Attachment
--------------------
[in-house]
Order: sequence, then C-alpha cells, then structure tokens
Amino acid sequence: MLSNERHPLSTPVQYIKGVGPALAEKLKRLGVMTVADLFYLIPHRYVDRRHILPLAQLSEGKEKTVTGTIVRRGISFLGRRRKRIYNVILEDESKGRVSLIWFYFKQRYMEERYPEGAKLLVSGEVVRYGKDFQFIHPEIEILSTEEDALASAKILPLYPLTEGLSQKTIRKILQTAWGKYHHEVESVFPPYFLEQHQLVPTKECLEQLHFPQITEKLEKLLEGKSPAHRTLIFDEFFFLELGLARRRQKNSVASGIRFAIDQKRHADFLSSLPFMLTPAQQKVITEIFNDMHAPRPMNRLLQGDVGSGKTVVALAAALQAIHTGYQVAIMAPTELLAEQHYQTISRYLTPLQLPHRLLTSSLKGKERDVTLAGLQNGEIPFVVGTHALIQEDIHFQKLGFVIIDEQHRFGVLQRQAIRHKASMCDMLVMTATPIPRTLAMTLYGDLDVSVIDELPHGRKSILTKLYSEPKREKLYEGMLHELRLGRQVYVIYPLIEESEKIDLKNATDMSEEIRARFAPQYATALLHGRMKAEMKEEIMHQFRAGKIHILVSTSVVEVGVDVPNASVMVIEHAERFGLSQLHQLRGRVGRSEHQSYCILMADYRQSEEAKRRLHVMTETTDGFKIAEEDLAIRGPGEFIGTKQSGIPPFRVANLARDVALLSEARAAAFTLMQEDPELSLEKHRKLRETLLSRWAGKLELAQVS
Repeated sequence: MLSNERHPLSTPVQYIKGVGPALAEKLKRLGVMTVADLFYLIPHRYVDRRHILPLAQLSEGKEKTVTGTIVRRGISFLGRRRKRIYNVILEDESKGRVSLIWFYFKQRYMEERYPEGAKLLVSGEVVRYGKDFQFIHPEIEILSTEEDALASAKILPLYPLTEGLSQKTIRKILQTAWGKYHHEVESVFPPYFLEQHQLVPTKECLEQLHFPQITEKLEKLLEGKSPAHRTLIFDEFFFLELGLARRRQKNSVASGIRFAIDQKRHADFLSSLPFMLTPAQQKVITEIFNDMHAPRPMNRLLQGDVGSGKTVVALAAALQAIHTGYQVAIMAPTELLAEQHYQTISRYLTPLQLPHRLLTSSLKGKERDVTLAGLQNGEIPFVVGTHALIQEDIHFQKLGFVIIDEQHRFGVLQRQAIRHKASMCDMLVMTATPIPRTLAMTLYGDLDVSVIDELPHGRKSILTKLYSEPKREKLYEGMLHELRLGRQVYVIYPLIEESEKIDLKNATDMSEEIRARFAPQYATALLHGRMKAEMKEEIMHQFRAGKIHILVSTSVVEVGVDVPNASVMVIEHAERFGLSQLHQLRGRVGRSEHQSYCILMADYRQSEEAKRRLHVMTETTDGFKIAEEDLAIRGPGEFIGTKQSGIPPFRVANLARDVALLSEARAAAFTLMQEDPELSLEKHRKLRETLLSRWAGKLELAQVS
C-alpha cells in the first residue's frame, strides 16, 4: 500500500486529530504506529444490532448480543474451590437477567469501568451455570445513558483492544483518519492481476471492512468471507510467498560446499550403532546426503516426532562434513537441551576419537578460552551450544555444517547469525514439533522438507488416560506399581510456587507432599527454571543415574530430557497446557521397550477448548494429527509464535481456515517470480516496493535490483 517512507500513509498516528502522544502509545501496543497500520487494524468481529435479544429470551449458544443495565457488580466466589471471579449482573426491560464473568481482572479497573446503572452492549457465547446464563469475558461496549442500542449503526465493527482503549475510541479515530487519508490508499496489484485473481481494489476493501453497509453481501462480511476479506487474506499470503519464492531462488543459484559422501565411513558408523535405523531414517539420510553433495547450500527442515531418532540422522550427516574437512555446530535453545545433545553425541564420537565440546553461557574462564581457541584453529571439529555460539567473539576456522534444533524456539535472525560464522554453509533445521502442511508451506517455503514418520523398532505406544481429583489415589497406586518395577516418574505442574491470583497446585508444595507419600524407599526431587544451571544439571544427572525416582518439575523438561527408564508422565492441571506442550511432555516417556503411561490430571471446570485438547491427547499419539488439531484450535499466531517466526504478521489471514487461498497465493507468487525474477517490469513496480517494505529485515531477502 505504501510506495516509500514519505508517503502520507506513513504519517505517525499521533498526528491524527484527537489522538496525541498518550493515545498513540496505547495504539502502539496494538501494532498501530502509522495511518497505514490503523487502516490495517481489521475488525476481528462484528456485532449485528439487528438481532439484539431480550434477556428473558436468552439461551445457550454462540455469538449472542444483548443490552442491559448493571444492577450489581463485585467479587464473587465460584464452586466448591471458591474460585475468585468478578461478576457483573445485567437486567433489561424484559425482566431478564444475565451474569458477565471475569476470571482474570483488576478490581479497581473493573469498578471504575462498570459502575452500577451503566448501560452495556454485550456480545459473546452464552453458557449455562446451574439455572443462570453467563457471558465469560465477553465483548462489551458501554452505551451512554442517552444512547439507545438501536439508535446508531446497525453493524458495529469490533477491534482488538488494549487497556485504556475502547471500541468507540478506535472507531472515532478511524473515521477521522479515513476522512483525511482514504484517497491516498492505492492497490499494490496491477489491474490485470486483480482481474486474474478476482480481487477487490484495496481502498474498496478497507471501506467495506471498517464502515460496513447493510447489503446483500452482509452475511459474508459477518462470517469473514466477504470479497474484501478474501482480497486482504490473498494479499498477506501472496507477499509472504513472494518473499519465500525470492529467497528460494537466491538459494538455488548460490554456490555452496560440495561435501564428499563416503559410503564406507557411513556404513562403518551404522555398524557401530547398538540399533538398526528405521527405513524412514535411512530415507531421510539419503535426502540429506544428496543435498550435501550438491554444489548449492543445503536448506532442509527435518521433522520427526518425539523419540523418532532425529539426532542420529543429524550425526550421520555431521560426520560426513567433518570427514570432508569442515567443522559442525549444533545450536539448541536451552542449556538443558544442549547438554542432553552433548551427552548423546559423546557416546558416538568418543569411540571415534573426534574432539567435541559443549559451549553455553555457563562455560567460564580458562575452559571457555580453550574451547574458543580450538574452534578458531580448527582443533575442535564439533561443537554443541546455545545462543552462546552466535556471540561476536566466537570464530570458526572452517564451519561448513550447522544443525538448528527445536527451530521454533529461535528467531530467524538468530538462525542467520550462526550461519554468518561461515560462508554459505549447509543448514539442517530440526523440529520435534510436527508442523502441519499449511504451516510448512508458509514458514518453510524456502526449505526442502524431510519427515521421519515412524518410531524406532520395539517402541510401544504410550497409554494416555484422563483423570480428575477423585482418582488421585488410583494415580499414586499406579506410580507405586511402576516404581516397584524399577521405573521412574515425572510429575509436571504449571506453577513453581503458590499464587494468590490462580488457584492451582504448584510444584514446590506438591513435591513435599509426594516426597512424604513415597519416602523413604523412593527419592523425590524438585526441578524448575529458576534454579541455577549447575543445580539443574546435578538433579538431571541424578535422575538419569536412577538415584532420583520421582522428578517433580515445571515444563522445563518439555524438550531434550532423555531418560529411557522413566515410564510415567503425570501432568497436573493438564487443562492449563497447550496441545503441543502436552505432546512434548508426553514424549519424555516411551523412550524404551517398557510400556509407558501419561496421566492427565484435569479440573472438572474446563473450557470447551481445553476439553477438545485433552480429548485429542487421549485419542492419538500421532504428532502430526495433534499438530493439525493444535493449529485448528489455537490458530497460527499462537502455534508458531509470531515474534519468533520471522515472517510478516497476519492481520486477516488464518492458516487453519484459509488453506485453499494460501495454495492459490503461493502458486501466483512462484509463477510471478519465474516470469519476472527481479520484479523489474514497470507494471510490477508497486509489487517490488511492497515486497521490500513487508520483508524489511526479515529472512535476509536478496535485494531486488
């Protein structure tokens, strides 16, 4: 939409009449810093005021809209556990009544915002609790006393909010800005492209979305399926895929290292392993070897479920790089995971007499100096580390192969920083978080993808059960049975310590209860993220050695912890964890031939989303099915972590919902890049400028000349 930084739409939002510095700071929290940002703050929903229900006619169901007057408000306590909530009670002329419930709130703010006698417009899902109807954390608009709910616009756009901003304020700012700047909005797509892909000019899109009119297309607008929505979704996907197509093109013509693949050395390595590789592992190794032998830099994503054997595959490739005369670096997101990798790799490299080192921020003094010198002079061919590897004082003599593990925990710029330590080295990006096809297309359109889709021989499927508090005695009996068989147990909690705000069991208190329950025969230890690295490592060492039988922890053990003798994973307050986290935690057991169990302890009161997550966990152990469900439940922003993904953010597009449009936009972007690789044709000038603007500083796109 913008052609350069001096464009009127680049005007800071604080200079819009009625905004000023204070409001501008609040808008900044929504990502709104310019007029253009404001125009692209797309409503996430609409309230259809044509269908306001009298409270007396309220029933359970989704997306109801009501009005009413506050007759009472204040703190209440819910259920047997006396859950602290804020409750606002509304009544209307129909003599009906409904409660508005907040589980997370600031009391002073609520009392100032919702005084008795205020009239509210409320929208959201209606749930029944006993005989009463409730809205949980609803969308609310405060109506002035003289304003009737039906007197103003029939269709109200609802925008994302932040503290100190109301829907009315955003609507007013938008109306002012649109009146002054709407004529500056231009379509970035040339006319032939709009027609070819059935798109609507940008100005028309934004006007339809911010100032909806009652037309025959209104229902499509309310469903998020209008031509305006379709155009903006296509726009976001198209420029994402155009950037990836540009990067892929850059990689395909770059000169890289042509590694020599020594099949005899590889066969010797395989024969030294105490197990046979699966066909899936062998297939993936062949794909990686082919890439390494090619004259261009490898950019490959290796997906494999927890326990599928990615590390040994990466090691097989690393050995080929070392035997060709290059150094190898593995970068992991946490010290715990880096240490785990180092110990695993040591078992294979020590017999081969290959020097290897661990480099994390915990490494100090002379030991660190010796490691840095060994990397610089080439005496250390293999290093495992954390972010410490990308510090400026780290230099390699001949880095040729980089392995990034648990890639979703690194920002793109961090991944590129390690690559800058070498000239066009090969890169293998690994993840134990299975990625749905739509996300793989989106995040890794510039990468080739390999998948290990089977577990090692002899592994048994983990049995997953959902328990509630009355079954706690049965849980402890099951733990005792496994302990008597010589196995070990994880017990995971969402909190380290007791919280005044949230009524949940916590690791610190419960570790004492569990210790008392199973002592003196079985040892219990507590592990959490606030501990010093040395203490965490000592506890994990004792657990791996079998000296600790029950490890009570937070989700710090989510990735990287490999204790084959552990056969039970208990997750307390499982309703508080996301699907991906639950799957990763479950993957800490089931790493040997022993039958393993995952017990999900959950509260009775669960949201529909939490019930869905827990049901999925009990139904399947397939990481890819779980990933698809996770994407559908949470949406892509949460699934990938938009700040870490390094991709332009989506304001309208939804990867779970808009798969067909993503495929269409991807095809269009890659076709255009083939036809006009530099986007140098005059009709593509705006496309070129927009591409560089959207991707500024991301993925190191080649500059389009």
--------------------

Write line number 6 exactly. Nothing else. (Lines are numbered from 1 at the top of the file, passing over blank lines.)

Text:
């Protein structure tokens, strides 16, 4: 939409009449810093005021809209556990009544915002609790006393909010800005492209979305399926895929290292392993070897479920790089995971007499100096580390192969920083978080993808059960049975310590209860993220050695912890964890031939989303099915972590919902890049400028000349 930084739409939002510095700071929290940002703050929903229900006619169901007057408000306590909530009670002329419930709130703010006698417009899902109807954390608009709910616009756009901003304020700012700047909005797509892909000019899109009119297309607008929505979704996907197509093109013509693949050395390595590789592992190794032998830099994503054997595959490739005369670096997101990798790799490299080192921020003094010198002079061919590897004082003599593990925990710029330590080295990006096809297309359109889709021989499927508090005695009996068989147990909690705000069991208190329950025969230890690295490592060492039988922890053990003798994973307050986290935690057991169990302890009161997550966990152990469900439940922003993904953010597009449009936009972007690789044709000038603007500083796109 913008052609350069001096464009009127680049005007800071604080200079819009009625905004000023204070409001501008609040808008900044929504990502709104310019007029253009404001125009692209797309409503996430609409309230259809044509269908306001009298409270007396309220029933359970989704997306109801009501009005009413506050007759009472204040703190209440819910259920047997006396859950602290804020409750606002509304009544209307129909003599009906409904409660508005907040589980997370600031009391002073609520009392100032919702005084008795205020009239509210409320929208959201209606749930029944006993005989009463409730809205949980609803969308609310405060109506002035003289304003009737039906007197103003029939269709109200609802925008994302932040503290100190109301829907009315955003609507007013938008109306002012649109009146002054709407004529500056231009379509970035040339006319032939709009027609070819059935798109609507940008100005028309934004006007339809911010100032909806009652037309025959209104229902499509309310469903998020209008031509305006379709155009903006296509726009976001198209420029994402155009950037990836540009990067892929850059990689395909770059000169890289042509590694020599020594099949005899590889066969010797395989024969030294105490197990046979699966066909899936062998297939993936062949794909990686082919890439390494090619004259261009490898950019490959290796997906494999927890326990599928990615590390040994990466090691097989690393050995080929070392035997060709290059150094190898593995970068992991946490010290715990880096240490785990180092110990695993040591078992294979020590017999081969290959020097290897661990480099994390915990490494100090002379030991660190010796490691840095060994990397610089080439005496250390293999290093495992954390972010410490990308510090400026780290230099390699001949880095040729980089392995990034648990890639979703690194920002793109961090991944590129390690690559800058070498000239066009090969890169293998690994993840134990299975990625749905739509996300793989989106995040890794510039990468080739390999998948290990089977577990090692002899592994048994983990049995997953959902328990509630009355079954706690049965849980402890099951733990005792496994302990008597010589196995070990994880017990995971969402909190380290007791919280005044949230009524949940916590690791610190419960570790004492569990210790008392199973002592003196079985040892219990507590592990959490606030501990010093040395203490965490000592506890994990004792657990791996079998000296600790029950490890009570937070989700710090989510990735990287490999204790084959552990056969039970208990997750307390499982309703508080996301699907991906639950799957990763479950993957800490089931790493040997022993039958393993995952017990999900959950509260009775669960949201529909939490019930869905827990049901999925009990139904399947397939990481890819779980990933698809996770994407559908949470949406892509949460699934990938938009700040870490390094991709332009989506304001309208939804990867779970808009798969067909993503495929269409991807095809269009890659076709255009083939036809006009530099986007140098005059009709593509705006496309070129927009591409560089959207991707500024991301993925190191080649500059389009």